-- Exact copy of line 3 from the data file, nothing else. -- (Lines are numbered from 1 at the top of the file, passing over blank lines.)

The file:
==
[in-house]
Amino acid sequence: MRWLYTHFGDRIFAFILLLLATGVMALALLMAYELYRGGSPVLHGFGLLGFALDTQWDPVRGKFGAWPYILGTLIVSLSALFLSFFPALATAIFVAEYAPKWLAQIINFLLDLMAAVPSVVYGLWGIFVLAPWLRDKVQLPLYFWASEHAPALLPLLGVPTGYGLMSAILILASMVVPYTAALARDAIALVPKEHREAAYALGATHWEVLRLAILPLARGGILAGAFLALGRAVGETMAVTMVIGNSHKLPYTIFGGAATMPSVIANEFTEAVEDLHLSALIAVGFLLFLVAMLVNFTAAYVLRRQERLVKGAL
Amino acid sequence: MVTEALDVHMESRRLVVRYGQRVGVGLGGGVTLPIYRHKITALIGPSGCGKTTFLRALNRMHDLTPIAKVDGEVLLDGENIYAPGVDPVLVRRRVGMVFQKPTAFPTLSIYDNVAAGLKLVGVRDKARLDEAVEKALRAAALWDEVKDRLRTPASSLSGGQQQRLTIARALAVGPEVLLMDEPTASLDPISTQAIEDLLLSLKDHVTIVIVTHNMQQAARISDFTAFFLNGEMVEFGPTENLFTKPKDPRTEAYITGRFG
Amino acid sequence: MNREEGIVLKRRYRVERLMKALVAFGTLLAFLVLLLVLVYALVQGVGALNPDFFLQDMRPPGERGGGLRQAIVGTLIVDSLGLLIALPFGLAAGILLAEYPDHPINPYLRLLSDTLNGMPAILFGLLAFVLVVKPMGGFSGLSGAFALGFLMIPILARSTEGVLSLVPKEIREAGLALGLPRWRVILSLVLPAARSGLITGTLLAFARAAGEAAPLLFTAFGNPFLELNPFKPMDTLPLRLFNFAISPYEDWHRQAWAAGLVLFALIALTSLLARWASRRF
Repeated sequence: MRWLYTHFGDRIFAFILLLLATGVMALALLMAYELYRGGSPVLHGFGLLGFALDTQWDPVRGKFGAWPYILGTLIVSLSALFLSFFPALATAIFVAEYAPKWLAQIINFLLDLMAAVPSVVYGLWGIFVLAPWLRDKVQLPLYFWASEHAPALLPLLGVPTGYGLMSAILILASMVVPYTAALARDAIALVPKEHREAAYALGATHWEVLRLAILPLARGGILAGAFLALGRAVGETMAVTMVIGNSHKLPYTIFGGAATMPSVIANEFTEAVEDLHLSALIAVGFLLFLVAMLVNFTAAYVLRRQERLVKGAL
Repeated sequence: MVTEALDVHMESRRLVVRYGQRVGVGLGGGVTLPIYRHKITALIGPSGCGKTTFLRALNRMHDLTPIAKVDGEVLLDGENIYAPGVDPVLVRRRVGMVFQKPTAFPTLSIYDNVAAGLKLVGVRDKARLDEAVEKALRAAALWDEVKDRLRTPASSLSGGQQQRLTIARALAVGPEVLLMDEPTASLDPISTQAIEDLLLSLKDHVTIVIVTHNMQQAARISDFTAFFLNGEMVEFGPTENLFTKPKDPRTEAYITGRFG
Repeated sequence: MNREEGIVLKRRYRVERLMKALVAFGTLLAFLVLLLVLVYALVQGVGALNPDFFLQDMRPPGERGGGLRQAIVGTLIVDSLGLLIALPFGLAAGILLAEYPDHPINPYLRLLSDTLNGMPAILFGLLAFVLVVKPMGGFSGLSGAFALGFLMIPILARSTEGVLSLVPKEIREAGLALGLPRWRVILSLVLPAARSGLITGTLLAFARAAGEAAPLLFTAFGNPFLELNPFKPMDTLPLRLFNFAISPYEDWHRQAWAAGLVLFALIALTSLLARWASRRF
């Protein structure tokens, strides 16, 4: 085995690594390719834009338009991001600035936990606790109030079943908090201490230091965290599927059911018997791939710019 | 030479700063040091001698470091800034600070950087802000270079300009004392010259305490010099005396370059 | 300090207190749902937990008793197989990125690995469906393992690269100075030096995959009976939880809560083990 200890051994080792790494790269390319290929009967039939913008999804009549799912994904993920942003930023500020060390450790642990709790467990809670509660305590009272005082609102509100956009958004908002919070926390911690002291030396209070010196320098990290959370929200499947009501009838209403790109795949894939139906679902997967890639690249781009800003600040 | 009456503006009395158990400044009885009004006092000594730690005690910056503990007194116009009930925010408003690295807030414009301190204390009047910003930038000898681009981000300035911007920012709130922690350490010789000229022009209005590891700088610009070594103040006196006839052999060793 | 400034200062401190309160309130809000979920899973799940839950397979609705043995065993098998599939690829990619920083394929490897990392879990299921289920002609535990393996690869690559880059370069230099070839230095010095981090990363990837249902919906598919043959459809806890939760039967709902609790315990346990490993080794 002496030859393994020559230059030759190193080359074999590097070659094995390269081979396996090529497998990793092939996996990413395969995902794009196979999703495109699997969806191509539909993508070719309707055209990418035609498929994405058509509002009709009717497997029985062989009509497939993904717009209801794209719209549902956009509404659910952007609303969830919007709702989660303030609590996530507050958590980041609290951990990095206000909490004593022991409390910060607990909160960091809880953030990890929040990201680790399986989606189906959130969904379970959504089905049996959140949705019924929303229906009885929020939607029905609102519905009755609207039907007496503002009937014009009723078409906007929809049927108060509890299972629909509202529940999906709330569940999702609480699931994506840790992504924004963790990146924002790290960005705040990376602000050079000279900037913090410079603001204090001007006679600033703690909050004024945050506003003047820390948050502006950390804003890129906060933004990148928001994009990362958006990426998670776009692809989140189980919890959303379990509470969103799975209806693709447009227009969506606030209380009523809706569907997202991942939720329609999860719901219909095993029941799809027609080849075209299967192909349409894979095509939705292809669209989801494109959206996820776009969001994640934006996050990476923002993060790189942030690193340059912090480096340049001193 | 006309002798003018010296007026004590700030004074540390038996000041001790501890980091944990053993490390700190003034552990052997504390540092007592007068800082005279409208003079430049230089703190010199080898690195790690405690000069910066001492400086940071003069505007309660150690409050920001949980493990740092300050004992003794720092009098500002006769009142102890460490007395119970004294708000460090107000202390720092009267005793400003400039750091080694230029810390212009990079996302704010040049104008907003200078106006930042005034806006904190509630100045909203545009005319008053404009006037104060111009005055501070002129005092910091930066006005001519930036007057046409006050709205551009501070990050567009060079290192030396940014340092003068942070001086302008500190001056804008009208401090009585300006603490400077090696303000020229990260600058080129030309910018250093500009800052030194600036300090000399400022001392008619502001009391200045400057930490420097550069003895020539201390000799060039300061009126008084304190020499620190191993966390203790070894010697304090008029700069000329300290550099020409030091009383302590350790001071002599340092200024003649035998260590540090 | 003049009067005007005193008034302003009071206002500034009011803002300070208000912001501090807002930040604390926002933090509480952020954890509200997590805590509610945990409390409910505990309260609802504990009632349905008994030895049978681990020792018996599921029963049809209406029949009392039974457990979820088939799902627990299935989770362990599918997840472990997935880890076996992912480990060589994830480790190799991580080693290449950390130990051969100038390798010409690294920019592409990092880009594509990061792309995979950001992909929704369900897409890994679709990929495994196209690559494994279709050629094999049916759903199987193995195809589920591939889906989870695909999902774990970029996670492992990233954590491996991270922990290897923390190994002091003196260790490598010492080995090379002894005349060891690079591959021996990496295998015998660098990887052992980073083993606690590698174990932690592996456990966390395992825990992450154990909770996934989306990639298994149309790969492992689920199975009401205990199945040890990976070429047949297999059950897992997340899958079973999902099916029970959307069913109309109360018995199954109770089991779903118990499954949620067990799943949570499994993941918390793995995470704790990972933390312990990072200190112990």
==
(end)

Amino acid sequence: MVTEALDVHMESRRLVVRYGQRVGVGLGGGVTLPIYRHKITALIGPSGCGKTTFLRALNRMHDLTPIAKVDGEVLLDGENIYAPGVDPVLVRRRVGMVFQKPTAFPTLSIYDNVAAGLKLVGVRDKARLDEAVEKALRAAALWDEVKDRLRTPASSLSGGQQQRLTIARALAVGPEVLLMDEPTASLDPISTQAIEDLLLSLKDHVTIVIVTHNMQQAARISDFTAFFLNGEMVEFGPTENLFTKPKDPRTEAYITGRFG